As the audience arrived in the nave of the magnificent Chichester Cathedral, all 85 musicians of the dynamic University of Chichester Symphony Orchestra – which had been founded only three years ago – were gathering, together with two male and three female singers, in its Presbytery in order to practice in this towering atmosphere.
Although their concert consisted mostly of modern or brand new music, their programme also contained a significant work which had been created by a notable British composer whose remains had been interred in a significant part of this Cathedral, in 1934 – Gustav Holst.
Having been appointed Head of Orchestral Studies at this University, in 2008, Crispin Ward enthusiastically assumed his conductor role by commencing this adventurous concert with Four Moravian Folk Songs, a recently composed, highly pleasant, work, which had been facilitated with the help of Crispin himself, after visiting a friend in Prague, the capital city of the Czech Republic. Like all those before it, the fourth and final song was highly melodic, but – much to the amusement of all those present – unexpectedly ended with a theatrical holler!
Immediately after this conductor had fervently introduced the Roumanian soloist, Emilian Dascal, next came the first performance of Concerto for Viola and Orchestra, by the German composer Thomas Schmidt Kowalski. Although conforming to the expressive principles of most contemporary music, it certainly contained a lot of romantic melody and rhythm, enabling the large string, woodwind and brass elements to combine with the Cathedral atmosphere, especially when this work had utilised 19th century harmony, during its memorable conclusion.
Bearing in mind that his remains are interred below the North Transept of the Cathedral, this concert suitably concluded with a performance of Gustav Holst’s The Planets. Commencing with Mars,The Bringer of War, his normal combination of dramatic melody and deafening rhythm all echoed loudly into the upper levels of such a splendid Cathedral atmosphere, after which came splendid versions of Venus, the Bringer of Peace, the highly melodious and incredibly rhythmic dance music of Jupiter, the Bringer of Jollity – and then Uranus, the Magician, which again combined strong rhythm with intense woodwind, brass and all the strings, then concluding, in this composer’s normal style, with immense percussion, which was memorably performed by all those involved. The Planets then came to its final, incredibly haunting, conclusion with an exceptional performance of the ethereal Neptune the Mystic, which had – according to Gustav himself – “dominated my mind as I had wandered through the Downs and countryside, surrounding Chichester itself”, having been invited there by the Bishop of Chichester, in order to assist him with the Whitsuntide Festivals of 1930 & 1931 – in this same Cathedral.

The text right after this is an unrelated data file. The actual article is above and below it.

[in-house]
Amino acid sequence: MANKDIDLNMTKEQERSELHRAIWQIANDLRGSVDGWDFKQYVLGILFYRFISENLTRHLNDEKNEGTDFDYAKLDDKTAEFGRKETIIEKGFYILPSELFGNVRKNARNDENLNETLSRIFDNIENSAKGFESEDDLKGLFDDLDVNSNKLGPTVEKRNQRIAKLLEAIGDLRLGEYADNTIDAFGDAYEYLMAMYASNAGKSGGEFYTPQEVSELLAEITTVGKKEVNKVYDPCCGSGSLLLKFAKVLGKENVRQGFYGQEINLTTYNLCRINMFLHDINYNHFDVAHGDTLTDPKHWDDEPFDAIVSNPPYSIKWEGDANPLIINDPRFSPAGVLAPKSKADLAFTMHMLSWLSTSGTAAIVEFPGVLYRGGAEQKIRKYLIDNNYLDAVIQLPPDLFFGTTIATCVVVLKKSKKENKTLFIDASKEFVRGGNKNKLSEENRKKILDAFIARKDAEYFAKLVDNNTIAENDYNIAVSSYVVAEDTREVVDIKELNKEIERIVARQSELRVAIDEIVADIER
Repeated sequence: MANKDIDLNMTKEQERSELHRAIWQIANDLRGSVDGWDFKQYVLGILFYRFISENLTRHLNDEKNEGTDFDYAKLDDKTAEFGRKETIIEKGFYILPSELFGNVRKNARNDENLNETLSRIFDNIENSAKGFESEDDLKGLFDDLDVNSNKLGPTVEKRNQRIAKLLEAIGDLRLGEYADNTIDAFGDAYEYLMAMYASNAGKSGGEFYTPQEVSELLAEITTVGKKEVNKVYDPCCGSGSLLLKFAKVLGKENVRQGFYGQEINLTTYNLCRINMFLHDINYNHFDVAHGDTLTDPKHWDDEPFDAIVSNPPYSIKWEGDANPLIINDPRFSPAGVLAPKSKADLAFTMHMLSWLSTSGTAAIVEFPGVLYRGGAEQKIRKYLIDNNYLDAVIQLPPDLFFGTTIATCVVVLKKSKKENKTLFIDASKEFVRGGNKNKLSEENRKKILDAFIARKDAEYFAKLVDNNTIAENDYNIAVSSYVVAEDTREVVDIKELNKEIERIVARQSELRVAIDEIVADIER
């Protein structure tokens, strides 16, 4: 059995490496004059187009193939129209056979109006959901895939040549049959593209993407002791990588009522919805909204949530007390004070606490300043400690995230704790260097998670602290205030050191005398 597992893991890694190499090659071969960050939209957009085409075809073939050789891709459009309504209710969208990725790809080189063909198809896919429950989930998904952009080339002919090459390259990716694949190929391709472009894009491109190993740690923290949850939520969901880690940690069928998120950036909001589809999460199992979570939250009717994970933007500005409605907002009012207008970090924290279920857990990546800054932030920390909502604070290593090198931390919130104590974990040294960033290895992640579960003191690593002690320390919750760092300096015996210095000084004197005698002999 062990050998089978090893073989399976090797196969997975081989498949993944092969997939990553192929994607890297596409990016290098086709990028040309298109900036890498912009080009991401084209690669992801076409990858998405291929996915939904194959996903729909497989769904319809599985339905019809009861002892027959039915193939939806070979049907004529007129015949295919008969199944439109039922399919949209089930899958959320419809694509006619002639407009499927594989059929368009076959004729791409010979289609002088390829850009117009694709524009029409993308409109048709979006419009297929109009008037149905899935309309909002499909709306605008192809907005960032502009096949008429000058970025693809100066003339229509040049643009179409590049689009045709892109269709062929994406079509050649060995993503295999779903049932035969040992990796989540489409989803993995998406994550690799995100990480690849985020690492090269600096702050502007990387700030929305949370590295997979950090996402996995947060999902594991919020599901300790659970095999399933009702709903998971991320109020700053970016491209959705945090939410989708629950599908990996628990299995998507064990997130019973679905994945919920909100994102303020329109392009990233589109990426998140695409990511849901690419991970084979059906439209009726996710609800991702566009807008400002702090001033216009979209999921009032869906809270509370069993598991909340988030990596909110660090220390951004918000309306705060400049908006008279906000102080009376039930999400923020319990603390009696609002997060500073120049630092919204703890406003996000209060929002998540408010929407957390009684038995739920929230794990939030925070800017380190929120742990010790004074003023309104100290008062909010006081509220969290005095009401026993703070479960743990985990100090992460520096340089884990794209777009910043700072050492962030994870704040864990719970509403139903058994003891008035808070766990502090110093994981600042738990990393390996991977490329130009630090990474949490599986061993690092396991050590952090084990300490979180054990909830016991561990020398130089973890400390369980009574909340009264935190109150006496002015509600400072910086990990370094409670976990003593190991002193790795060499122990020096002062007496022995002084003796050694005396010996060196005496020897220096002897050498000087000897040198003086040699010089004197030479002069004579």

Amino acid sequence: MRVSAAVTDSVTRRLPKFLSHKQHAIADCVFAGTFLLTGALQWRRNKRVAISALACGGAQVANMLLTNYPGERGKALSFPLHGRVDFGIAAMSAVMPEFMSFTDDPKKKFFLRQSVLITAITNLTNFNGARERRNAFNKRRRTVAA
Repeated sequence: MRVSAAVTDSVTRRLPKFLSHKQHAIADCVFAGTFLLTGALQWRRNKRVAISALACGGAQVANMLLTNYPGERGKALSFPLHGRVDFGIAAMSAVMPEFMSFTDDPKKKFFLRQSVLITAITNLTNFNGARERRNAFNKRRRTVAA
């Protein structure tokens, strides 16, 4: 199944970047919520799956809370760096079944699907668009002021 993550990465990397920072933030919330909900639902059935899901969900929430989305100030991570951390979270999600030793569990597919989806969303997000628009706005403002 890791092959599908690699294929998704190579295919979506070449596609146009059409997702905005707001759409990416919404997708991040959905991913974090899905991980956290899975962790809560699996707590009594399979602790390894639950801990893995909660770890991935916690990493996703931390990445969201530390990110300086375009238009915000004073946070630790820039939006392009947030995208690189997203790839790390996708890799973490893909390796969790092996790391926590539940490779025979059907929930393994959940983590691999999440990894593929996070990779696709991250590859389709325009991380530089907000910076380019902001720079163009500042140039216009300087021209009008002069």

Finally came some unidentified music – which could have been composed by Sir Edward Elgar. Bearing in mind that he had purchased a house in the attractive country village of Fittleworth – not all that far away from Chichester – it was fitting to choose this music as the finale to such a spectacular concert, which was greeted enthusiastically by all those present!